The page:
Joel G. Melville obtained his B.S. and Ph.D. degrees from the Pennsylvania State University, and his M.S. degree from the University of Texas at Austin in Engineering Mechanics. Since receiving his Ph.D. degree in 1972, he has held research and faculty positions at the University of Iowa and the University of Florida. He is currently an Associate Professor of Civil Engineering at Auburn University. His principal research interest is ground-water hydraulics.
Multilevel Slug Tests with Comparisons to Tracer Data
Article first published online: 4 AUG 2005
Volume 29, Issue 6, pages 897–907, November 1991
How to Cite
Melville, J. G., Molz, F. J., Güven, O. and Widdowson, M. A. (1991), Multilevel Slug Tests with Comparisons to Tracer Data. Groundwater, 29: 897–907. doi: 10.1111/j.1745-6584.1991.tb00577.x
Discussion open until May 1, 1992.
- Issue published online: 4 AUG 2005
- Article first published online: 4 AUG 2005
- Received June 1989, revised October 1990 and April 1991, accepted April 1991.
Multilevel slug tests were conducted in a confined, granular aquifer near Mobile, Alabama. Tracer injection and travel time experiments, more direct measurements of transport in the aquifer, were also conducted at the same location. The objective was to compare results of the two field investigations to ascertain the accuracy and utility of slug testing to measure transport properties of the aquifer. Nondimensional hydraulic conductivity profiles inferred from the slug tests and the tracer experiments were similar. The similarity of the profiles supported the utility of multilevel slug testing to characterize the hydraulic conductivity profile in the aquifer.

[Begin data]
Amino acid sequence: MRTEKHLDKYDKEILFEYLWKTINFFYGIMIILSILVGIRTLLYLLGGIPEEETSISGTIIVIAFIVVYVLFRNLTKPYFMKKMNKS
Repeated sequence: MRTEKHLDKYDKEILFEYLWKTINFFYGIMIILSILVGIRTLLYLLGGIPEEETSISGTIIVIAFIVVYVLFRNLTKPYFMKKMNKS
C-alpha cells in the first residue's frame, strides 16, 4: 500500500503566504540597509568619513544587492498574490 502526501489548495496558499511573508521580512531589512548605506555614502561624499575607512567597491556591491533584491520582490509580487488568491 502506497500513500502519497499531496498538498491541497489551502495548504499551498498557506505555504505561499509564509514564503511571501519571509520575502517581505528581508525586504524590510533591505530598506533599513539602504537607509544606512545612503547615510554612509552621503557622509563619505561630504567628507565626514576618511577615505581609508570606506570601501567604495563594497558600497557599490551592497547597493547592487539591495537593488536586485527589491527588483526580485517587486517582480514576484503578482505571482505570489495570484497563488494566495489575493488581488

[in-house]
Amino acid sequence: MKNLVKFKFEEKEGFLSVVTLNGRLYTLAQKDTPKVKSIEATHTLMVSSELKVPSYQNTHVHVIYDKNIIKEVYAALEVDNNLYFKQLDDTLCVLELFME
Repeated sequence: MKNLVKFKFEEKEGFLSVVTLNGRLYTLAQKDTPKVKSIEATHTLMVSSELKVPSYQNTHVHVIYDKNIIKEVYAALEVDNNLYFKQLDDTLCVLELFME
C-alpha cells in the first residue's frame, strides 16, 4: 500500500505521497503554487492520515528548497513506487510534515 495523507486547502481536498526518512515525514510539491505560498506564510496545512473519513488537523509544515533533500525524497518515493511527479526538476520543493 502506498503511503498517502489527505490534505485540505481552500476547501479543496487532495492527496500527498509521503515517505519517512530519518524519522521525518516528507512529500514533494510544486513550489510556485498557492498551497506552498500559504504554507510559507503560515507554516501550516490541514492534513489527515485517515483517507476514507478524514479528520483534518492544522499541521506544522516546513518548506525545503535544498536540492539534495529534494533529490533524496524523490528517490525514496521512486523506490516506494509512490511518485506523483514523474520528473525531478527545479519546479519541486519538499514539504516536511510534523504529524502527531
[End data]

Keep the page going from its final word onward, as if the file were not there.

The slug test data collected in three wells were interpreted using a radial flow model (Cooper et al., 1967) and a finite element model which considered both radial and vertical flow (Widdowson et al., 1989, 1990). Hydraulic conductivity values inferred from the measured data considering both radial and vertical flow were approximately two-thirds of the values inferred assuming radial flow.